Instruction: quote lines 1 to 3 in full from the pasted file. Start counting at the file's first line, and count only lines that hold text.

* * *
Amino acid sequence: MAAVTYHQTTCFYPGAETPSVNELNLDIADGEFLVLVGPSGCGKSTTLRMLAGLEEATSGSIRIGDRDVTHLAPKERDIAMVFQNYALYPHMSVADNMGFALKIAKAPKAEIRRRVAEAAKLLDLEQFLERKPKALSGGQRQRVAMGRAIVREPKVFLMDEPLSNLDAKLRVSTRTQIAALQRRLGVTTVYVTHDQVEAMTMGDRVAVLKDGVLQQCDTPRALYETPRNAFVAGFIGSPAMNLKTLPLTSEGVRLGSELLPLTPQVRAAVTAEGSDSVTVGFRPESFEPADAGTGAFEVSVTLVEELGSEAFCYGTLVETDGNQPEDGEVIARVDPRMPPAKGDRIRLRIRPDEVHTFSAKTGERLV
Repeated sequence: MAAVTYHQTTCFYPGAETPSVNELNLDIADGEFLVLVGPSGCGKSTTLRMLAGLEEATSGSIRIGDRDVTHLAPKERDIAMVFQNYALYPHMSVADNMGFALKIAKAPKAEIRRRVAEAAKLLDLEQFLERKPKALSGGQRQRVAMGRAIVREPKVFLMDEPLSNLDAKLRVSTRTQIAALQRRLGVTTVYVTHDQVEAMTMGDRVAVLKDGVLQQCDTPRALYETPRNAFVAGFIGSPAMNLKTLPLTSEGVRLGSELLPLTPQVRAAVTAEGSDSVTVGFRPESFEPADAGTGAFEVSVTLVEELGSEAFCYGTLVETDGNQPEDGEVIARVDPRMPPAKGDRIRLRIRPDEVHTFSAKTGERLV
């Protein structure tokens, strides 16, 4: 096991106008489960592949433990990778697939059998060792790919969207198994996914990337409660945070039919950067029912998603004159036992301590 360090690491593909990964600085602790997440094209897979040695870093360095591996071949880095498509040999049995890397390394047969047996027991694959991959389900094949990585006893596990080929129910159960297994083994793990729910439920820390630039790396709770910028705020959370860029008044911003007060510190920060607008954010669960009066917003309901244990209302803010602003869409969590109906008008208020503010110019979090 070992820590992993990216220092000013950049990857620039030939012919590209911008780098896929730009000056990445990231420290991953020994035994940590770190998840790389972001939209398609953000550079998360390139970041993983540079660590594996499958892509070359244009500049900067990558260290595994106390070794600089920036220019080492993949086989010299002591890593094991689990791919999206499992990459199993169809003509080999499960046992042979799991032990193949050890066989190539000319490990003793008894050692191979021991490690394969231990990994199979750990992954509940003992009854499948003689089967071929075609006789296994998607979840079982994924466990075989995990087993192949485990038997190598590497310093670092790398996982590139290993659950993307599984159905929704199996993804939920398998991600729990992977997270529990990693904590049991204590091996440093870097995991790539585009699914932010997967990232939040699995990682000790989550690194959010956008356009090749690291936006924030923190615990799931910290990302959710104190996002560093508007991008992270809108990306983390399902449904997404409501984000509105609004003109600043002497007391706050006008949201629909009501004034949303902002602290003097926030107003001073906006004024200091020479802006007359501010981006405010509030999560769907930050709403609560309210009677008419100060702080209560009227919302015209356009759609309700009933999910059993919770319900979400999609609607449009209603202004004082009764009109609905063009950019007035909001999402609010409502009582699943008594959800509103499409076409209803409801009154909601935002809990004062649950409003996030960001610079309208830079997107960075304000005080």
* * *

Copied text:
Amino acid sequence: MAAVTYHQTTCFYPGAETPSVNELNLDIADGEFLVLVGPSGCGKSTTLRMLAGLEEATSGSIRIGDRDVTHLAPKERDIAMVFQNYALYPHMSVADNMGFALKIAKAPKAEIRRRVAEAAKLLDLEQFLERKPKALSGGQRQRVAMGRAIVREPKVFLMDEPLSNLDAKLRVSTRTQIAALQRRLGVTTVYVTHDQVEAMTMGDRVAVLKDGVLQQCDTPRALYETPRNAFVAGFIGSPAMNLKTLPLTSEGVRLGSELLPLTPQVRAAVTAEGSDSVTVGFRPESFEPADAGTGAFEVSVTLVEELGSEAFCYGTLVETDGNQPEDGEVIARVDPRMPPAKGDRIRLRIRPDEVHTFSAKTGERLV
Repeated sequence: MAAVTYHQTTCFYPGAETPSVNELNLDIADGEFLVLVGPSGCGKSTTLRMLAGLEEATSGSIRIGDRDVTHLAPKERDIAMVFQNYALYPHMSVADNMGFALKIAKAPKAEIRRRVAEAAKLLDLEQFLERKPKALSGGQRQRVAMGRAIVREPKVFLMDEPLSNLDAKLRVSTRTQIAALQRRLGVTTVYVTHDQVEAMTMGDRVAVLKDGVLQQCDTPRALYETPRNAFVAGFIGSPAMNLKTLPLTSEGVRLGSELLPLTPQVRAAVTAEGSDSVTVGFRPESFEPADAGTGAFEVSVTLVEELGSEAFCYGTLVETDGNQPEDGEVIARVDPRMPPAKGDRIRLRIRPDEVHTFSAKTGERLV
């Protein structure tokens, strides 16, 4: 096991106008489960592949433990990778697939059998060792790919969207198994996914990337409660945070039919950067029912998603004159036992301590 360090690491593909990964600085602790997440094209897979040695870093360095591996071949880095498509040999049995890397390394047969047996027991694959991959389900094949990585006893596990080929129910159960297994083994793990729910439920820390630039790396709770910028705020959370860029008044911003007060510190920060607008954010669960009066917003309901244990209302803010602003869409969590109906008008208020503010110019979090 070992820590992993990216220092000013950049990857620039030939012919590209911008780098896929730009000056990445990231420290991953020994035994940590770190998840790389972001939209398609953000550079998360390139970041993983540079660590594996499958892509070359244009500049900067990558260290595994106390070794600089920036220019080492993949086989010299002591890593094991689990791919999206499992990459199993169809003509080999499960046992042979799991032990193949050890066989190539000319490990003793008894050692191979021991490690394969231990990994199979750990992954509940003992009854499948003689089967071929075609006789296994998607979840079982994924466990075989995990087993192949485990038997190598590497310093670092790398996982590139290993659950993307599984159905929704199996993804939920398998991600729990992977997270529990990693904590049991204590091996440093870097995991790539585009699914932010997967990232939040699995990682000790989550690194959010956008356009090749690291936006924030923190615990799931910290990302959710104190996002560093508007991008992270809108990306983390399902449904997404409501984000509105609004003109600043002497007391706050006008949201629909009501004034949303902002602290003097926030107003001073906006004024200091020479802006007359501010981006405010509030999560769907930050709403609560309210009677008419100060702080209560009227919302015209356009759609309700009933999910059993919770319900979400999609609607449009209603202004004082009764009109609905063009950019007035909001999402609010409502009582699943008594959800509103499409076409209803409801009154909601935002809990004062649950409003996030960001610079309208830079997107960075304000005080």